Amazon Takes One Step Forward, Two Steps Back

After Amazon reported its year end revenues, their stock tumbled despite comparable quarter revenue growth of 20 percent. The company did end the year with a narrow profit, something they did not accomplish last year, but investors have tired of the promise of future profits.

Profits would have been bigger except for widespread failures to deliver holiday presents in a timely manner. This led Amazon to issue $20 gift cards and refund shipping costs to unhappy customers.


After Christmas, there were a number of articles speculating on the cause of Amazon’s key parcel partner, UPS, to deliver in a timely manner. I speculated that it involved a failure of strategic planning; subsequent events shows that to be partly true – UPS has said they will “make appropriate investments such as facility expansions, process automation, job simplification, and acceleration of technology implementations” to avoid this next year. And Amazon certainly blamed the parcel carriers, noting that its own distribution centers were able to meet the surge in demand.

But it is becoming clear that Amazon played a role in these delivery failures. There was interesting coverage in USA Today about how Amazon Prime, a program that promises “free” two day shipping to customers that pay an annual fee of $79, contributed to this mess.

In a typical December, parcel carriers see their volumes peak mid-December. Last Christmas, however, more shoppers waited to the last-minute. Amazon Prime customers, for example, believed they had no reason to order early. In short, the December peak happened as forecast, but within this multi-week peak was a much bigger spike in activity concentrated in the last few days before Christmas that was just too big for UPS, in particular, to handle.

While all this was occurring, Amazon issued a congratulatory press release that lauded the fact that they had signed up 1 million Amazon Prime members in the third week of December and that demand was so great that it had to suspend enrollment.

But while delivery failures contributed to the profit hit, which the Amazon Prime program played a role in, the bigger hit comes from the Amazon Prime program itself. Amazon Prime is a loss leader that enables Amazon to steal market share from traditional retailers.

Amazon’s 10-K demonstrated just how big a drag on profits this program really is. Supplemental information about outbound shipping results showed that for every one dollar in shipping fees Amazon collected, they spent more than two, for a total shipping loss of more than 3.5 billion dollars.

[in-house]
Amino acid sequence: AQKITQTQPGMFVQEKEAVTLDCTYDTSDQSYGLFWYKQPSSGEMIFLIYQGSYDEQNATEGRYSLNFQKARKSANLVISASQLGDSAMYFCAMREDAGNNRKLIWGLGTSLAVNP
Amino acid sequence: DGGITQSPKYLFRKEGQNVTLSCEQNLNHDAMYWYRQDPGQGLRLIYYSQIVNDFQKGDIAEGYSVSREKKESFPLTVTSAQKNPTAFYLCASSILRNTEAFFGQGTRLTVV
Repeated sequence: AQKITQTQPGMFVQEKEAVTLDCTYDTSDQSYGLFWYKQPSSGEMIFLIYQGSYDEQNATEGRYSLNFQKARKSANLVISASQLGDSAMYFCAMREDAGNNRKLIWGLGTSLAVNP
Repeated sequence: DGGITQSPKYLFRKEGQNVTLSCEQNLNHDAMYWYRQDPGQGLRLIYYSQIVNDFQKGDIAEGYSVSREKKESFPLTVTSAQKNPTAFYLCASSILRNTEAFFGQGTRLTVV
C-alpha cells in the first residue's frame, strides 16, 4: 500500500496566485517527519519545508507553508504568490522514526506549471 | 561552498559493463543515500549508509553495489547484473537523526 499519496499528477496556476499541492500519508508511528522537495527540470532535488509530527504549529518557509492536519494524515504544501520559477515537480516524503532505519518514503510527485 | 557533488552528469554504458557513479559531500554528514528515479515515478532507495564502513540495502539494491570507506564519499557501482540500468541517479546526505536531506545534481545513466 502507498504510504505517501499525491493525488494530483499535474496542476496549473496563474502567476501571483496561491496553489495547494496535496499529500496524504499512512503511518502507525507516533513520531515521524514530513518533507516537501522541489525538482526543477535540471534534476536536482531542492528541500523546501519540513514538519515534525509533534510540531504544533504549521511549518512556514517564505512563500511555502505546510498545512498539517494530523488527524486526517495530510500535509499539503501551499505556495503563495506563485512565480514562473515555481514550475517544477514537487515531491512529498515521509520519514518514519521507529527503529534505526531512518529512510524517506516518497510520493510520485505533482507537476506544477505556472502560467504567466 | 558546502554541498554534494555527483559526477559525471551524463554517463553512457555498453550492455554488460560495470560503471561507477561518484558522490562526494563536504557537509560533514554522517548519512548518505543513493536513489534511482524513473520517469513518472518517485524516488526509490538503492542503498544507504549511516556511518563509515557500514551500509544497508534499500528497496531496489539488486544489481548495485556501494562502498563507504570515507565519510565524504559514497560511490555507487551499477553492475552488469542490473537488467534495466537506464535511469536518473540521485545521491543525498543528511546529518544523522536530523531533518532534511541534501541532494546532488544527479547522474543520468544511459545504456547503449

Following their earnings call, and the stock tumble, Amazon’s CFO had an ad hoc call with financial analysts where he said that Amazon would look at raising the price of Amazon Prime by $20 to $40. But even with a $40 increase, the 10-K shows that Prime would still be causing shipping losses.

So for Amazon, the two steps backward are the Christmas delivery failures and Amazon’s diminished capacity to use Prime to subsidize unprofitable growth.

But Amazon implicitly reported in October they have made a step forward in warehouse productivity when they announced they had deployed more than 1,300 Kiva robots. The 10-K shows that the premium Amazon paid to acquire Kiva Systems was far higher than was understood at the time. In May 2012, when they acquired Kiva for $678 million, it was widely thought that Kiva had about $100 million in revenues. In short, Amazon was thought to be paying about seven times revenue for Kiva, a high price. But in the 10-K we learned that Kiva’s revenues in the year prior to the acquisition were only $48 million, so they were really paying 13 times revenues!

But this is not an astronomical price if Amazon can automate their warehouses at a lower price, and greater risk mitigation, than buying these bots from an independent Kiva. For that to be the case, Amazon would need to be buying tens of thousands of these robots. And indeed there are reports that Amazon has ordered 18,000 bots. It has taken longer than I expected for Amazon to figure out exactly how they wanted to deploy Kiva, but the shakeout period appears to be over. What I would love to know, but remains unclear, is whether they have changed the layout and flow of their warehouses to better accommodate these bots. This is bad news for existing customers of Kiva who are clearly greatly concerned about recent developments.

In conclusion, with the loss of patience among investors for Amazon’s profit integrity, traditional retailers have gained more time to better compete with Amazon based on omni-channel initiatives.

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